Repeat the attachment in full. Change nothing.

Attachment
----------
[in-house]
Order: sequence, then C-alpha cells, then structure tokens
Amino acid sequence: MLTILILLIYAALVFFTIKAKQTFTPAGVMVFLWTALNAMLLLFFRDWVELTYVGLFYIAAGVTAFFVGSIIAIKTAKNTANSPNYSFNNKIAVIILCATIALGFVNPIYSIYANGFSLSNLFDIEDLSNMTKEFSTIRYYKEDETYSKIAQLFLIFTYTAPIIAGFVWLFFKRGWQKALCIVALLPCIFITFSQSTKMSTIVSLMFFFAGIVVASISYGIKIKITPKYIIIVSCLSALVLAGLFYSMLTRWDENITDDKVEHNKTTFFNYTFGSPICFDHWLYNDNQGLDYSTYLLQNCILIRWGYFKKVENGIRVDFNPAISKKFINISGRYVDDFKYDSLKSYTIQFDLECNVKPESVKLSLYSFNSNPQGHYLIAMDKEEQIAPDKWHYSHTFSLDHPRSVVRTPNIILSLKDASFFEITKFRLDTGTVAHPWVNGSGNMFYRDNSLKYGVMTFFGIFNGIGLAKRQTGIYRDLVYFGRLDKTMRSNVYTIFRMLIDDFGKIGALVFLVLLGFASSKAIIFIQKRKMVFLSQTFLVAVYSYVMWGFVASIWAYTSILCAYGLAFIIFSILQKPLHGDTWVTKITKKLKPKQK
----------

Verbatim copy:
[in-house]
Order: sequence, then C-alpha cells, then structure tokens
Amino acid sequence: MLTILILLIYAALVFFTIKAKQTFTPAGVMVFLWTALNAMLLLFFRDWVELTYVGLFYIAAGVTAFFVGSIIAIKTAKNTANSPNYSFNNKIAVIILCATIALGFVNPIYSIYANGFSLSNLFDIEDLSNMTKEFSTIRYYKEDETYSKIAQLFLIFTYTAPIIAGFVWLFFKRGWQKALCIVALLPCIFITFSQSTKMSTIVSLMFFFAGIVVASISYGIKIKITPKYIIIVSCLSALVLAGLFYSMLTRWDENITDDKVEHNKTTFFNYTFGSPICFDHWLYNDNQGLDYSTYLLQNCILIRWGYFKKVENGIRVDFNPAISKKFINISGRYVDDFKYDSLKSYTIQFDLECNVKPESVKLSLYSFNSNPQGHYLIAMDKEEQIAPDKWHYSHTFSLDHPRSVVRTPNIILSLKDASFFEITKFRLDTGTVAHPWVNGSGNMFYRDNSLKYGVMTFFGIFNGIGLAKRQTGIYRDLVYFGRLDKTMRSNVYTIFRMLIDDFGKIGALVFLVLLGFASSKAIIFIQKRKMVFLSQTFLVAVYSYVMWGFVASIWAYTSILCAYGLAFIIFSILQKPLHGDTWVTKITKKLKPKQK